Both films are set in 1955. “Asteroid City” employs the aesthetics of a chintzy hotel lobby that hasn’t been updated since the 1950s, employing a lot of cowhide/denim textured among its rounded sci-fi structures and buzzing ray guns. “Oppenheimer,” meanwhile, doesn’t have the cowboy aesthetic, but does indeed focus on the hefty, metallic technology of the time. Anderson’s film uses an exaggerated version of 1955 technology, while Nolan’s uses some of the actual, advanced technology of the time. Regardless, they are most definitely drawing from the same creative pool.
Additionally, both films use color and black-and-white similarly, using the former to depict a heightened version of reality, and the latter to show how grounded things are. Color is fancy, black-and-white has grit. The more difficult thematic notions of “Asteroid City” come during the black-and-white segments. One might assume something similar will come from “Oppenheimer.”
And, yes, both films are about nuclear bombs. “Oppenheimer” is about J. Robert Oppenheimer (Cillian Murphy) one of the theoretical physicists that developed the nuclear bomb. If the preview is any gauge, “Oppenheimer” will feature multiple outsized bomb blasts.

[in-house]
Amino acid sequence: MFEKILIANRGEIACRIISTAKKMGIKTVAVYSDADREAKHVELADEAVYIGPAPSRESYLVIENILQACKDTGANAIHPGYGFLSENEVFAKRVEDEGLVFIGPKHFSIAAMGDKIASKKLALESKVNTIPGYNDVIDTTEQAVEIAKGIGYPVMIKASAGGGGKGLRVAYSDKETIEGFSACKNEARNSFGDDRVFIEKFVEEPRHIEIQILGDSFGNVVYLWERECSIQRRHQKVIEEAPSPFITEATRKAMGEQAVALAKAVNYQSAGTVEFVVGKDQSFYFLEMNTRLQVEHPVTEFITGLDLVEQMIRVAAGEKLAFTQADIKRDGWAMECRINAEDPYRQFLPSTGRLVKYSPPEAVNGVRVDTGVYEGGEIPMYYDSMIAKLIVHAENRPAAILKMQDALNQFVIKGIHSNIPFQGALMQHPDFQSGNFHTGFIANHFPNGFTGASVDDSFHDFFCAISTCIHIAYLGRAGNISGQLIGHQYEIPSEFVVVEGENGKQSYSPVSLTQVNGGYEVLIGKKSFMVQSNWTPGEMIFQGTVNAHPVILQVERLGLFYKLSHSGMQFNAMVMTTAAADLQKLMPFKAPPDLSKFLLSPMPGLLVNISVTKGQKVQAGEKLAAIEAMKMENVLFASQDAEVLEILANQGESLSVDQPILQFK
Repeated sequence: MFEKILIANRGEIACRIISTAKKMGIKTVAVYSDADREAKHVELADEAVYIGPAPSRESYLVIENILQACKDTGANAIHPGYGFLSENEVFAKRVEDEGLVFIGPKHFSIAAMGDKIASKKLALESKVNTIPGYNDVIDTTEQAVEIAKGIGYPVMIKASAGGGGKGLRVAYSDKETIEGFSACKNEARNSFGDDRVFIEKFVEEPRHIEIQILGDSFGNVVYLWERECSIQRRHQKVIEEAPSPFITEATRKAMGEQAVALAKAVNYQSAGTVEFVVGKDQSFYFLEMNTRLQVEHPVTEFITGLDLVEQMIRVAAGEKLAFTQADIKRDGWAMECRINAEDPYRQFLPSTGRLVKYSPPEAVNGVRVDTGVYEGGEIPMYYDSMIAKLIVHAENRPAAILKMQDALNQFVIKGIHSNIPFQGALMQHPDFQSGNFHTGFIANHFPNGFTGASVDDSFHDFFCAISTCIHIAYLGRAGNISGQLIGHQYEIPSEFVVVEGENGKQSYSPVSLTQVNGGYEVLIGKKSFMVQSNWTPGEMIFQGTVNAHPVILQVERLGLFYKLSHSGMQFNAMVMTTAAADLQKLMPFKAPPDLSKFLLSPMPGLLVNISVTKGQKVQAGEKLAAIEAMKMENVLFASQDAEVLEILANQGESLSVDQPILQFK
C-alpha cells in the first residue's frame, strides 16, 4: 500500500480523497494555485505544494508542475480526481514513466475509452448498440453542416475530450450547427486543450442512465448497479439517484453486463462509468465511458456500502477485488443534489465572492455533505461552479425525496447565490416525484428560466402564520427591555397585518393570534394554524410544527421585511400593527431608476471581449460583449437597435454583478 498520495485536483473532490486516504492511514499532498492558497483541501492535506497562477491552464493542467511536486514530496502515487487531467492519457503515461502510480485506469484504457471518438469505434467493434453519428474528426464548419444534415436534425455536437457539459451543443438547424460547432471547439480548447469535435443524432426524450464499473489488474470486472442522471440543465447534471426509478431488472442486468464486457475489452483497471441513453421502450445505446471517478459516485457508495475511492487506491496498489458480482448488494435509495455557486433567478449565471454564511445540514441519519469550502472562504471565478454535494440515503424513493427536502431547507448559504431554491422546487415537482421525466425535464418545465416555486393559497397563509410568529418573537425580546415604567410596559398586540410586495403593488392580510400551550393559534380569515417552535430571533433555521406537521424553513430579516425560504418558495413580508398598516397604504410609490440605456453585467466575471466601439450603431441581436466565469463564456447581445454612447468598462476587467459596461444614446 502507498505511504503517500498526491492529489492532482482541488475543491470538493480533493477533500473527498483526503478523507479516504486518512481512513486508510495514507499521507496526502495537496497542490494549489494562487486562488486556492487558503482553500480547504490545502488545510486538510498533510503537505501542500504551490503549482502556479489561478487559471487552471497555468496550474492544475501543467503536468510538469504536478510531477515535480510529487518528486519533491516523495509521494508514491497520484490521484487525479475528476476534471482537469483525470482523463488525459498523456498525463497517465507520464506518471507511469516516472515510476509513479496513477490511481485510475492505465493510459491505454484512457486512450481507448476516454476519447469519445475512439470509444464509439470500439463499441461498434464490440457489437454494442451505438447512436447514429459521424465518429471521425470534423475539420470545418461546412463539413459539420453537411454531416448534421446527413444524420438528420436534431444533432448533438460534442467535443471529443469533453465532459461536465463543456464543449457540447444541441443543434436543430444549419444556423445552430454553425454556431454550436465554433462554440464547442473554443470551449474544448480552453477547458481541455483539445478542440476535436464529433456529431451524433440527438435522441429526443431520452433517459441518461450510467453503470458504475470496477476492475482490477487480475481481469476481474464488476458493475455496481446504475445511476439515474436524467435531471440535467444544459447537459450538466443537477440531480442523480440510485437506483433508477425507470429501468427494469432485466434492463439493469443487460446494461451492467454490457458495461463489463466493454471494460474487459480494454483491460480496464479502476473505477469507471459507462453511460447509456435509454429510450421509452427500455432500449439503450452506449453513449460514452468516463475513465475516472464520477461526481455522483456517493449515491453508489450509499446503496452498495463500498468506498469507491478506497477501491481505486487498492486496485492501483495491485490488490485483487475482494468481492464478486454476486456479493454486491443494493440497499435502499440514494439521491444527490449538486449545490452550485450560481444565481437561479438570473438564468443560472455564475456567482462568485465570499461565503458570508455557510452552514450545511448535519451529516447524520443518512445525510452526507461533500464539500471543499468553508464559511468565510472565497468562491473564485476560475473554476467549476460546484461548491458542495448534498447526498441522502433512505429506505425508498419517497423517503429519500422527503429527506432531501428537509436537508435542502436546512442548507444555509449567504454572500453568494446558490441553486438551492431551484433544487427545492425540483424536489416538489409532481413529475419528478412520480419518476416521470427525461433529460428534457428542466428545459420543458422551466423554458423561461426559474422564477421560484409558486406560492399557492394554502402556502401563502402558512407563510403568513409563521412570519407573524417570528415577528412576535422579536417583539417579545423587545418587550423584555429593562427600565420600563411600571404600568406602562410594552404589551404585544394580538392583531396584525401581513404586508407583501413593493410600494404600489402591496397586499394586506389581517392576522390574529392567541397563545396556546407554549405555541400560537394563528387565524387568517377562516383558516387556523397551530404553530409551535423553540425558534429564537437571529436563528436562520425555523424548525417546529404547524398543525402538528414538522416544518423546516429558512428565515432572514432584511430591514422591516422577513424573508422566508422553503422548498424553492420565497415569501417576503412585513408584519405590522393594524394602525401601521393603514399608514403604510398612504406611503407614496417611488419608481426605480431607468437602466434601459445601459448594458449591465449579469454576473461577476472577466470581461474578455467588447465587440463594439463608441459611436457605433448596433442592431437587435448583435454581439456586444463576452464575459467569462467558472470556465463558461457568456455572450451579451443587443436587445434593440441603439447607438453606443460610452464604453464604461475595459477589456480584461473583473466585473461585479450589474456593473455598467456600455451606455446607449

The titular city in Anderson’s film, meanwhile, is located in the middle of the desert, not terribly far from where nuclear bombs are being tested. At the start of the film, a mushroom cloud appears in the background, and the despondent photographer Augie Steenbeck (Jason Schwartzman) takes a picture of it. Total nuclear annihilation, while not a central plot point of “Asteroid City,” remains hovering over the proceedings at all times.
Indeed, the same is true of “Oppenheimer.”